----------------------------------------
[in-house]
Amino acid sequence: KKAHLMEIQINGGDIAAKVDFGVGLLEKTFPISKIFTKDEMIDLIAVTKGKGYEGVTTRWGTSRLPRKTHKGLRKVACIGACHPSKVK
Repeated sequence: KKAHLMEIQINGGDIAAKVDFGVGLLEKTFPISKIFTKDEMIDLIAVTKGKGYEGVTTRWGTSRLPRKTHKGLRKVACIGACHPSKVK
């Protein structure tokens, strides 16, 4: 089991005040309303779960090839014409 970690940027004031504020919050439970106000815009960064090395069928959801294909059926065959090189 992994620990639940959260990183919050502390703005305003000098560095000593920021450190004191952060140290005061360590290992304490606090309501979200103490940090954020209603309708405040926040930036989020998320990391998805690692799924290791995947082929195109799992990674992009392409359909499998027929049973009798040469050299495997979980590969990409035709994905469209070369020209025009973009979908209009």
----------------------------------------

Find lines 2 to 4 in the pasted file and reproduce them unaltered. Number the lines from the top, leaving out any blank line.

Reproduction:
Amino acid sequence: KKAHLMEIQINGGDIAAKVDFGVGLLEKTFPISKIFTKDEMIDLIAVTKGKGYEGVTTRWGTSRLPRKTHKGLRKVACIGACHPSKVK
Repeated sequence: KKAHLMEIQINGGDIAAKVDFGVGLLEKTFPISKIFTKDEMIDLIAVTKGKGYEGVTTRWGTSRLPRKTHKGLRKVACIGACHPSKVK
């Protein structure tokens, strides 16, 4: 089991005040309303779960090839014409 970690940027004031504020919050439970106000815009960064090395069928959801294909059926065959090189 992994620990639940959260990183919050502390703005305003000098560095000593920021450190004191952060140290005061360590290992304490606090309501979200103490940090954020209603309708405040926040930036989020998320990391998805690692799924290791995947082929195109799992990674992009392409359909499998027929049973009798040469050299495997979980590969990409035709994905469209070369020209025009973009979908209009």